Comprehension: While singing songs, children start learning if the words are talking about an animal or a toy or a color. We might use a toy horse when singing Old MacDonald and they are now learning that the word horse goes with that toy they really like. Or we touch our body parts when singing Head, shoulders, knees and toes. That’s comprehension!

Listening: When children are learning new songs they have to pay attention to the words so they can imitate them. They have to be attentive to the intonation and pronunciation. And all that is required is to listen!

Expression: After they listen, they start imitating, practicing those words. When children know the songs completely, they transfer that knowledge to every day situations. Maybe after they learn to sing the Itsy Bitsy Spider, now they can talk about spiders if they see one! They might see one climbing up something and talk about how they are going up the water spout!

So when your children sing that song 20 times a day, just think that they are learning new words, learning pronunciation, using the correct intonation of the word and also practicing how to correctly articulate the sounds! Did you have any clue they are learning ALL these skills when they sing one song? (20 times a day)

Another benefit of singing is that children are able to memorize the words faster because the can chunk or divide in small parts the sentences and even the words. Some songs divide one word in syllbles and that helps children learn the word much better. Plus, repetition is the key to learn something new (hence the 20 times a day!). And how much more fun it is to sing all day! Wouldn’t you prefer to learn things by singing, than sitting in a boring office trying to memorize next week’s presentation?

Ahhhhh I love my job!

Are there any skills you’d love to practice 20 times a day?

Summer ideas for at-home entertainment!

Summer in the northern hemisphere officially starts with the summer solstice on June 21st. But here in the US, we feel is summertime right after Memorial Day. I love summer! For me, is the time to relax, have fun, and go to the beach! But for many parents, summer means that kids are at home and the question many parents ask themselves is…What are we going to do this summer with the kids? Depending where you live your children might be home, right now, or in just a few weeks! Yikes!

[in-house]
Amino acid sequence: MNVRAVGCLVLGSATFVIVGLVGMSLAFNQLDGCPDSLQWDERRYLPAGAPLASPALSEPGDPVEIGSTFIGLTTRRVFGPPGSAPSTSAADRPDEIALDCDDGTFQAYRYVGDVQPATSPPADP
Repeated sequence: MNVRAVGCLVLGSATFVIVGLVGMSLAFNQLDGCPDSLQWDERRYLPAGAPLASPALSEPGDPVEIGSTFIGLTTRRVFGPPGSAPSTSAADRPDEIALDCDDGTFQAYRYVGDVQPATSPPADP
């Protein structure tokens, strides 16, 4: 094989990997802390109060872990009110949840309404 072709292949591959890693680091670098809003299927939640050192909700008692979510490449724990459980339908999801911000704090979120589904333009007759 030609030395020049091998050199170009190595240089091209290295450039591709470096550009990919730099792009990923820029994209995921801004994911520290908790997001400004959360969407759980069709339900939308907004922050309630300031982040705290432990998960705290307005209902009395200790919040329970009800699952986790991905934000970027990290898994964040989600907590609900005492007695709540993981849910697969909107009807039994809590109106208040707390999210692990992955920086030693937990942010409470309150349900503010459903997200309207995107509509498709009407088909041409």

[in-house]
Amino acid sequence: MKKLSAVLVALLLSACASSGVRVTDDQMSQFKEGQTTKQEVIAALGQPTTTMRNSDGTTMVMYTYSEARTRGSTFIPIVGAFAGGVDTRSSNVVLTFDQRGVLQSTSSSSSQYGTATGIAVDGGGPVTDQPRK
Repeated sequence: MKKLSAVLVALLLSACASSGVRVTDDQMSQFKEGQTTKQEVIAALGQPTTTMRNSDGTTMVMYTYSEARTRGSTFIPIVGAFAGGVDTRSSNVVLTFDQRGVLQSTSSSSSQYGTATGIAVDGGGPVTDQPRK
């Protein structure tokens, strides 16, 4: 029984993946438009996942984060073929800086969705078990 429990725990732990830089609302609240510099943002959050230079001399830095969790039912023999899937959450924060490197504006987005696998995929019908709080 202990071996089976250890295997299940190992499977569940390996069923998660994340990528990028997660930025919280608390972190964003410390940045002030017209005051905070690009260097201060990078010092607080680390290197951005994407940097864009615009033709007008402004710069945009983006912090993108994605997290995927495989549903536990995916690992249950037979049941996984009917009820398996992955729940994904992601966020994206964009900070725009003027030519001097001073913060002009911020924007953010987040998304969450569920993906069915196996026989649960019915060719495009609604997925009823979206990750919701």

So, what’s there to do with the children during the summer vacation? Of course, there’s always the traditional summer camps (I never went to one, so I can’t talk about that experience; I’ll research). But if you are at home with the kids, it can be tricky (and costly!) to find things to do to entertain them that won’t make you (or them) go crazy or bankrupt! So here are some ideas of fun, cheap entertaining things to do with your kids this summer!

  1. Cooking- I know it can get messy, but researching for the BEST recipe, getting the ingredients and doing all the cooking can take a few hours! If you do it at least twice a week, that can save you some time. Plus, you have to eat anyway!
  2. Arts & Crafts– Again, another messy situation. But, you can set a space just for this kind of activity. Crafting can help kids explore their creativity! Who knows what kind of masterpiece they’ll come up with? All you need is some paper, colored pencils, glue, stickers and a few other crafts to make it more special. Find things around the home to use! (here’s a link to a cute craft idea!) 
  3. Father’s day homemade cards– No need to explain! Have fun!
  4. Dance competition- Get some friends/cousins/neighbors and have a dance competition. This can last for hours! But between planning the rules, the judges, the outfit, and the songs, that can take a few days! You can also have a competition for sports, crafts and singing! The important thing is to have fun, not to win.
  5. Game night– Well, I guess I had to add this because I love board games. They are fun! If board games are too retro for your kids, and you have a Wii, then have a Wii challenge!
  6. Sleep-overs– This is great because if your child has 3-4 friends, and they each sponsor a sleepover, that’s a few days of kid-free time for you to recharge for the next adventure!

Whatever you decide to do, what’s important is that you spend time together as family [with the exception of the sleepover ;0)]. These activities help the children, with their creativity, motor and social-emotional skills.